How large is Europe's energy shock?
Comparisons with the 1970s are appropriate - the shock may even be larger!
The acceleration in gas prices in Europe is comparable to, and potentially larger than, the oil shocks of the 1970s;
It is natural that policymakers are framing today’s policy challenge in terms of the experience then.
The magnitude of the energy shock facing Europe is difficult to contextualize. But at every press conference following the Monetary Policy Report, Deputy Governor of the Bank of England, Ben Broadbent, attempts to do so.
In February, the energy shock represented “the steepest rise in energy costs for households as a share of income in a single year… that we’ve ever seen, probably including the seventies.”
By May, Broadbent continued “I’m going to, sort of, bang on about the scale of these effects… I said, in February, it was getting close to twice what we saw in any single year in the 1970s.”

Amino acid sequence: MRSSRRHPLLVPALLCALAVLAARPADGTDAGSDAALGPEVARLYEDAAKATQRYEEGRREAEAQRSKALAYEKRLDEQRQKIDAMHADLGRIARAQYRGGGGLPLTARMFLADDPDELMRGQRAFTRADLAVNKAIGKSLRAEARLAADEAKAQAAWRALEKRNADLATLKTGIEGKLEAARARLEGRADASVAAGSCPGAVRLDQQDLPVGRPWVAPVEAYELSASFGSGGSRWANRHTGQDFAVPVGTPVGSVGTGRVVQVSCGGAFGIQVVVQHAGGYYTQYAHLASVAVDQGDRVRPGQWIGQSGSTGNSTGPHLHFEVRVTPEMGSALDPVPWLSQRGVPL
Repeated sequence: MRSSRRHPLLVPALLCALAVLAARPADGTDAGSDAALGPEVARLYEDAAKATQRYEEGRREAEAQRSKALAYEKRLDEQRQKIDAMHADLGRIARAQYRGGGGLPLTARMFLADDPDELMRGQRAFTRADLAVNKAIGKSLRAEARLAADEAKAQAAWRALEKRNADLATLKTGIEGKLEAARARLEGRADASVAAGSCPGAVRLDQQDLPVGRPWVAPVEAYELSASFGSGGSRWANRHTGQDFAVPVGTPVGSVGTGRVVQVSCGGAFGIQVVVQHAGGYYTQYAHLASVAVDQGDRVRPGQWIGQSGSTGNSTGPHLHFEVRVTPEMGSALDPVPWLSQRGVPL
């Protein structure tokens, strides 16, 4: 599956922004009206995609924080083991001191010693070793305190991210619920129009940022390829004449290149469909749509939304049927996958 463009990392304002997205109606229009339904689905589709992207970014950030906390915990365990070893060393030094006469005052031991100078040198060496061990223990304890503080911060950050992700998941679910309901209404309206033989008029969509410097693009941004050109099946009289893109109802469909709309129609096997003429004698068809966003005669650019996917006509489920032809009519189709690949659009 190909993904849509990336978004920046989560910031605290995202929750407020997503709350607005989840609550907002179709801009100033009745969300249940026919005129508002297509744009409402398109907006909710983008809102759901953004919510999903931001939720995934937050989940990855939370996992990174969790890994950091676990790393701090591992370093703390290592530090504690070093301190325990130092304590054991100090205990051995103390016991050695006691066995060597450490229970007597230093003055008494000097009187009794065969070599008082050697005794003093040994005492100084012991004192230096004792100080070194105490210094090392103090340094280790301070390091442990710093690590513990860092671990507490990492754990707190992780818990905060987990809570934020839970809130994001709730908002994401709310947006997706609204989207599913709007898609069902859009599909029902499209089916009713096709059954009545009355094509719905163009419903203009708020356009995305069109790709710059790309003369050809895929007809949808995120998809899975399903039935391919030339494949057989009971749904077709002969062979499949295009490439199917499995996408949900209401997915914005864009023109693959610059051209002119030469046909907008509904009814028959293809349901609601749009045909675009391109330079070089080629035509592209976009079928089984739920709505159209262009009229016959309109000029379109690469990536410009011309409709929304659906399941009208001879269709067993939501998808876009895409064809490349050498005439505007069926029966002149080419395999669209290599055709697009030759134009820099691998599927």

Then in August, “over the worst two-year period of the 1970s… the share of household income rose by, I think, 0.7 percentage points. So, it absorbed that much of real income growth over the period. Between the first quarters of 2021 and 2023, we think that number will be pretty much 3.5 percentage points, so it’s around five times as big.”
Another way to make this point is to line up the USD price of crude oil (per barrel) from 1971 until 1985 and overlay the cost of Europe’s natural gas (per million BTUs) since Dec. 2018 until last month—as we do in the chart below.